After a decent start that reminded me a lot IDW’s old Silent Hill comic books, The Evil Within takes an unfortunate turn. It’s not a bad issue, but it is pretty much everything you’d expect to happen after the first issue. There are some intense scenes, but a lot of the, “holy shit what’s going on?” has been lost. The second issue is entitled “Ghost Town” and that’s exactly where we find our two characters from the first issue, in a ghost town. Our young woman who we started with gets a bit of strangeness when she discovers the missing person flyers she was on her way to post, already hanging up in the deserted town. We also learn that the person she’s with doesn’t remember how he got to where he was; his account becomes a familiar one, but the gist is that he fell asleep and woke up somewhere else. He’s also crazy so I don’t trust him and I don’t think Dana should either.
They run into two more people, a woman dressed like a flight attendant and man in military fatigues. They form a group and head towards the only thing in town that seems to have power. Ruth the flight attendant is actually from the town, but hasn’t been back in a long time. Her knowledge proves useful, but the town seems anxious to get rid of her.
This is a character driven issue which would have been great but the characters are one-dimensional. We learn a little about Dana, but it’s really not enough. We learn the most about Ruth and it’s actually the best part of the comic, but when it’s over she reverts back to being one-dimensional like the others.
The dialogue isn’t helping the story; I’m interesting in the story and what’s going down, but the characters were at times too video gamey. I felt like I was the main character and had walked up to each character and initiated a dialogue tree. In a video game they can get away with that because there’s only one person talking and moving the story along, but in a comic everyone can interact. It was kind of strange reading something like that because again I felt like I was in a video game due to the excessive exposition.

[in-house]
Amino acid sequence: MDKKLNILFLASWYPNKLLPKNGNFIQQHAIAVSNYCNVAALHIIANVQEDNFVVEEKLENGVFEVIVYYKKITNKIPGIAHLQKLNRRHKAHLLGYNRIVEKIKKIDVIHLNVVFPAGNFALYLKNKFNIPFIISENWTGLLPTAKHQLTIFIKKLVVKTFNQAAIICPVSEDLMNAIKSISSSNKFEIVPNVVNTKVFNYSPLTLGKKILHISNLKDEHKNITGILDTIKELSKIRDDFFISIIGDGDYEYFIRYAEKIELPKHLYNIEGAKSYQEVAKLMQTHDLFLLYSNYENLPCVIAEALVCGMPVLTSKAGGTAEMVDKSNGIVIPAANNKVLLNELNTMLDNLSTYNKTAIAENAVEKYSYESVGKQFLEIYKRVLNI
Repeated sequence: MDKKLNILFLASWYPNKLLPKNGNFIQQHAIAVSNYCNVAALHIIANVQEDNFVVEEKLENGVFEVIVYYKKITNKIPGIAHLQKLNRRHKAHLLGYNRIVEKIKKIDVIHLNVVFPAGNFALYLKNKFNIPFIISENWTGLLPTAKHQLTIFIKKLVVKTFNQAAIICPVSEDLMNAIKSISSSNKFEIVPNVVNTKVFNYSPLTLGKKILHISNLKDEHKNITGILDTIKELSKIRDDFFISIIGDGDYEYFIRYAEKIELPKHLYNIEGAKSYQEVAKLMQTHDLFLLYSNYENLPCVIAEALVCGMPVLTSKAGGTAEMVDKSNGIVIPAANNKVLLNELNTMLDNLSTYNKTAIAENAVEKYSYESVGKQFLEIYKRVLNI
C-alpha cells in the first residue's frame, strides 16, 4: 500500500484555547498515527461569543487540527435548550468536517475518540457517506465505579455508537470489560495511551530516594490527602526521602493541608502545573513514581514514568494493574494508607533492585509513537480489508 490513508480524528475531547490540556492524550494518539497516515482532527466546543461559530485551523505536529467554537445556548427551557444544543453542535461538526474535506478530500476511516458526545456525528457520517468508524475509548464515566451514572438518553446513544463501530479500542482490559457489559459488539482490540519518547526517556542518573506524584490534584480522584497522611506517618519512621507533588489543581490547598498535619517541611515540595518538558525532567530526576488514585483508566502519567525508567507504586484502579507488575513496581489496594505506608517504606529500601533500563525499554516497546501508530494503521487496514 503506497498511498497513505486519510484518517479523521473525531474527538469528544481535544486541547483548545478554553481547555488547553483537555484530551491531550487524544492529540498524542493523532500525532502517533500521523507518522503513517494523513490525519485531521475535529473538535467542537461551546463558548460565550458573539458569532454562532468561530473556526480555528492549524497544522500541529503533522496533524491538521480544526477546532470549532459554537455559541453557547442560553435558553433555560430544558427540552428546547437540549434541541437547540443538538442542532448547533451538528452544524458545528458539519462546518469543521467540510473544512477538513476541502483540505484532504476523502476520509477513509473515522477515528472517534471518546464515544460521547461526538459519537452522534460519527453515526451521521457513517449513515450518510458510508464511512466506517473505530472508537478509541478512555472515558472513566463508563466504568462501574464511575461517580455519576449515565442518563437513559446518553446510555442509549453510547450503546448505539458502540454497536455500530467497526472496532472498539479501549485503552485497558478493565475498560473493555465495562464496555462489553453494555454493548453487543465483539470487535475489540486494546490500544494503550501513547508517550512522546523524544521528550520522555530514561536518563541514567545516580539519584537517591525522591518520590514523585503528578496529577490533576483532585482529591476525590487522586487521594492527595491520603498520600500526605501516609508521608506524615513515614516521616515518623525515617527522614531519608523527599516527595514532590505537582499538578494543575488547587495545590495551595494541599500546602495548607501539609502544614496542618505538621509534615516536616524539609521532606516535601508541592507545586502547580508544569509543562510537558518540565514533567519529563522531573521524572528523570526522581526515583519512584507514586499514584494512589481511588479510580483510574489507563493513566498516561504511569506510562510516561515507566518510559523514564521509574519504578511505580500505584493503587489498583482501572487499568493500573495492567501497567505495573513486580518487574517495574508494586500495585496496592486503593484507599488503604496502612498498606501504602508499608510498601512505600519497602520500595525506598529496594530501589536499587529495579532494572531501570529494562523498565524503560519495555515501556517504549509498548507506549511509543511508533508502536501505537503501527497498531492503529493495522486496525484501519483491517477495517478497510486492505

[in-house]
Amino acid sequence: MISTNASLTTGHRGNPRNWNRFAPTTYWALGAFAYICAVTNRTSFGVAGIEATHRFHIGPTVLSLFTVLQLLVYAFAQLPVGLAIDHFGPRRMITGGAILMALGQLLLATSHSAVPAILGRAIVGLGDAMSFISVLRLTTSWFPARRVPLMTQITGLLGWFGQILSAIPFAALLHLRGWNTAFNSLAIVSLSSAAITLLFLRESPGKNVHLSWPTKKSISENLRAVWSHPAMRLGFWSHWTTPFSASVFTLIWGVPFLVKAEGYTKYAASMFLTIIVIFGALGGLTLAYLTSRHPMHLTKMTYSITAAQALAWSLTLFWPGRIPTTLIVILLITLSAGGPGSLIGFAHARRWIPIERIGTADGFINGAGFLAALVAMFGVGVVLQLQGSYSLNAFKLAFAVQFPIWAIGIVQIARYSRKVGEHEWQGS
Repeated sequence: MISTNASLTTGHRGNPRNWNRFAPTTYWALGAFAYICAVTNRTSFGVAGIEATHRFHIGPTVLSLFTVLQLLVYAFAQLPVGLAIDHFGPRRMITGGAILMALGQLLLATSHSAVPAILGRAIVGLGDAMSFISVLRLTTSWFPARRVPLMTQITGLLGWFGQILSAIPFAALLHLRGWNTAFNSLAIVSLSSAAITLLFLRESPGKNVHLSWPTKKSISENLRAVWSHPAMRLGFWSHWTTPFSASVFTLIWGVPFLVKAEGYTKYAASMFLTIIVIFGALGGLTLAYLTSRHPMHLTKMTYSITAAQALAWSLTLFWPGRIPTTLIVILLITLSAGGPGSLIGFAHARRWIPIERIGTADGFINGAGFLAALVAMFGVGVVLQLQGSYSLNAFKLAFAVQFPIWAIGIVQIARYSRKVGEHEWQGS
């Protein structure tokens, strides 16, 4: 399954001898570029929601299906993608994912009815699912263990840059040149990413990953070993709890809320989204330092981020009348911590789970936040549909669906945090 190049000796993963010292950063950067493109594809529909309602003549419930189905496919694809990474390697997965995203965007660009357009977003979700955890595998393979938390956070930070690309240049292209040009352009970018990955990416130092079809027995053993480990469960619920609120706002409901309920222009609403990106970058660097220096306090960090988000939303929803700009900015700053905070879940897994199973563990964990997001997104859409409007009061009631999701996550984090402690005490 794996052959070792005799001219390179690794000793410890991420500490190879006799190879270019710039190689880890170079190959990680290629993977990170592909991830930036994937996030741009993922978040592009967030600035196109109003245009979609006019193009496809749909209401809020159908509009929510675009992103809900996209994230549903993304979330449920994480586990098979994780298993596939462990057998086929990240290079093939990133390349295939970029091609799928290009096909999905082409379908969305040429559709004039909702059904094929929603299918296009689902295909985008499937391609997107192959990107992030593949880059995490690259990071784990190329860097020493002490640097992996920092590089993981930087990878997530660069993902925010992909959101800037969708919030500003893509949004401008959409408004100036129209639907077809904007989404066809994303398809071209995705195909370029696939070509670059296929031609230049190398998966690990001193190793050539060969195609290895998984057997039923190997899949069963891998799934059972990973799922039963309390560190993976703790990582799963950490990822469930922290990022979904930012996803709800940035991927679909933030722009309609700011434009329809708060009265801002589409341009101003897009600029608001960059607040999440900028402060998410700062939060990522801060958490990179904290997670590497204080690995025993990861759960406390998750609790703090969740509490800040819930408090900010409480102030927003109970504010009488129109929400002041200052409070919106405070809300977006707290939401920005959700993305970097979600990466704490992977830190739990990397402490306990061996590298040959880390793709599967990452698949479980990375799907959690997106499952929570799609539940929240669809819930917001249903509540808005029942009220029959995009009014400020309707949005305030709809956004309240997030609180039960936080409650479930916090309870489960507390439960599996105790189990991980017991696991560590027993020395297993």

The art is good for the most part. Alex Sanchez excels during the horror and action scenes, but when the characters are just standing around he tends to struggle. One panel with Ruth made her nose look broken and huge, but then another panel with a profile showed her to be rather pretty. There’s also a lot of fine details missing during these scenes, but during the action… man oh man does the book look good. Hopefully the series realizes what it’s good at and attempts to fill the issue with more of that rather than boring dialogue that I’m struggling to say has a purpose.
Overall it’s still an entertaining issue, but it struggles a lot. Granted there was no way the second issue could be the first because the story must continue, but it stumbles to figure out what it is. An extension of the game? Scenes pulled from the game? A character driven story? It could be all that, but it really needs to lock it down and deliver on one or all of them. For now it’s still a fun read.
Writer: Ian Edginton Artist: Alex Sanchez Publisher: Titan Comics Price: $3.99 Release Date: 11/5/14 Format: Mini-Series; Print/Digital